Using the ongoing LinuxWorld conference as a rallying point, IBM joined the likes of Ubuntu’s Canonical, Novell and RedHat to align against Redmond’s Microsoft. The group delivered a joint statement promising “Microsoft-free” desktops globally by 2009.
As people look toward more expensive computing solutions, the new alliance feels that the time is right for linux to finally break through in the desktop market. Of course, this is nothing that we haven’t heard before, and will almost assuredly hear again. IBM is providing its Open Collaboration Client Solution (OCCS), a software suite consisting of Lotus Notes, Lotus Symphony and Lotus Sametime — clear competitors to Microsoft’s own offerings. Each linux organization will provide the OS, and the computers will be branded by whatever local IT provider brings them to market.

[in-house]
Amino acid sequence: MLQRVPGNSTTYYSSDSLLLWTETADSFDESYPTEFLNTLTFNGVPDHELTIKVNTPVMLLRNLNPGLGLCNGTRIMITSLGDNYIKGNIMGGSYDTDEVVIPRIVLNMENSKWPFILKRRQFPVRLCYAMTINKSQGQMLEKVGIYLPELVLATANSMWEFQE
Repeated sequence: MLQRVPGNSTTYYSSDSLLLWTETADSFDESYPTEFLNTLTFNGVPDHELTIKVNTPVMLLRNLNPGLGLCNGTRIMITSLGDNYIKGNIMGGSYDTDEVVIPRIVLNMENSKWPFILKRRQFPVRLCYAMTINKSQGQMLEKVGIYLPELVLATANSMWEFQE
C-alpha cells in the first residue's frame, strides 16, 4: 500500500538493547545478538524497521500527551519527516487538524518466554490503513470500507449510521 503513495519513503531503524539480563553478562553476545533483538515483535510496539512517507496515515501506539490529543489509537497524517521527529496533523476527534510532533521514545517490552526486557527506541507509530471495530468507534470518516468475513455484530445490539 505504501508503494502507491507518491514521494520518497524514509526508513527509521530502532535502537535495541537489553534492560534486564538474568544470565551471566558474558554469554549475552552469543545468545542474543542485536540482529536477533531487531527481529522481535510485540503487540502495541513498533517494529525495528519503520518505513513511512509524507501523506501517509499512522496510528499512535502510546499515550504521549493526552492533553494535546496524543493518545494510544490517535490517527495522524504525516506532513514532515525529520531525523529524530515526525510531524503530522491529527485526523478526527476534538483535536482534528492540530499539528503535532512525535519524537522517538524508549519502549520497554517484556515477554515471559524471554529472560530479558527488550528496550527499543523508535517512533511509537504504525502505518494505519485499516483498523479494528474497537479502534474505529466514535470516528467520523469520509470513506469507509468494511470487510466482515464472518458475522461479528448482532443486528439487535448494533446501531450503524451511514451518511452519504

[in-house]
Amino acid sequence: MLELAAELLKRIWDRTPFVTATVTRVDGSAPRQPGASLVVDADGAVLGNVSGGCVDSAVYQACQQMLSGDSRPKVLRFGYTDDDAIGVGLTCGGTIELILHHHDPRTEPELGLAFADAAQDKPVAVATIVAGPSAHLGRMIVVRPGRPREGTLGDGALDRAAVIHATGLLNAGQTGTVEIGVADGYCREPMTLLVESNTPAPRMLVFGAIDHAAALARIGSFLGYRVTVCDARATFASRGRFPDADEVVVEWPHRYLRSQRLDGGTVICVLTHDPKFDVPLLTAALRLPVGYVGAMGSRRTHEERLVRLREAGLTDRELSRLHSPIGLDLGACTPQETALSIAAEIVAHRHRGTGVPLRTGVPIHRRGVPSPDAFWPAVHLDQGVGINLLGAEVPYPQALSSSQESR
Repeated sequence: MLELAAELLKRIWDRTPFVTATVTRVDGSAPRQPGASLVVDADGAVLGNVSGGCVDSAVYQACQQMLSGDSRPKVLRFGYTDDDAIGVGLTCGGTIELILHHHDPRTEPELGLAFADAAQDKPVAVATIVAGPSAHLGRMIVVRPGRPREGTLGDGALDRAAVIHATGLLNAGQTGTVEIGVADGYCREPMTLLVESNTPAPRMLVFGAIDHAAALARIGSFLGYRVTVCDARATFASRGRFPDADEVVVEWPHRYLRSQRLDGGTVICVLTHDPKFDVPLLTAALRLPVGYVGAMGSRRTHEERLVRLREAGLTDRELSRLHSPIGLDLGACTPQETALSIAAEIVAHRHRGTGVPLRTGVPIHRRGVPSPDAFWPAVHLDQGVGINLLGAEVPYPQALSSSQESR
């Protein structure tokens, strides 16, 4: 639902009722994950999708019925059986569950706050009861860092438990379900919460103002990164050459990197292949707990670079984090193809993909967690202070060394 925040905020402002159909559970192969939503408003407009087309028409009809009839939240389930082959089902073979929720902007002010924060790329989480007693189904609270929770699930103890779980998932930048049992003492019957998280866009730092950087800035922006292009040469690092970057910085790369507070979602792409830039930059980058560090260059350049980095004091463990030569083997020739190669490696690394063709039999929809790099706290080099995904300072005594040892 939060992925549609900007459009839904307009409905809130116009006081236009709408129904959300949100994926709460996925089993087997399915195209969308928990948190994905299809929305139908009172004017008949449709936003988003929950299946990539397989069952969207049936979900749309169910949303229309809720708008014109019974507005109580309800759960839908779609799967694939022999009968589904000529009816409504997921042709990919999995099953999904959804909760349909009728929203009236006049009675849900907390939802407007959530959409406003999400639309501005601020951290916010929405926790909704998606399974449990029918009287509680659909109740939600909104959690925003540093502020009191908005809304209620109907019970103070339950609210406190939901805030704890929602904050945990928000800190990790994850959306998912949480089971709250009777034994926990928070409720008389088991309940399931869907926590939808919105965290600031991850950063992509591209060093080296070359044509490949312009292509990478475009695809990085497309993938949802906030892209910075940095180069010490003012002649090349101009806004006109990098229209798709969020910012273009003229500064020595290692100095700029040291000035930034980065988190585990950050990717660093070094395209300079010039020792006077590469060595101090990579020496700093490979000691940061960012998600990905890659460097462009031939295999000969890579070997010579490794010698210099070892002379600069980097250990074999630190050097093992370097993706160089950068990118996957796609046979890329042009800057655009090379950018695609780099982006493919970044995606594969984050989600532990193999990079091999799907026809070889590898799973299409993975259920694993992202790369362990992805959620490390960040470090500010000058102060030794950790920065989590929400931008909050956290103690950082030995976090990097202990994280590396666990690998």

While no pricing structure was discussed, it was noted that a similar installation with IBM’s OCCS was implemented in Russia last year, with a suggested savings of 30-35% over similar Microsoft versions of the desktop.
<a href=http://biz.yahoo.com/iw/080805/0422227.html>Press release</a>
via <a href=http://blogs.zdnet.com/BTL/?p=9570>ZDNet</a>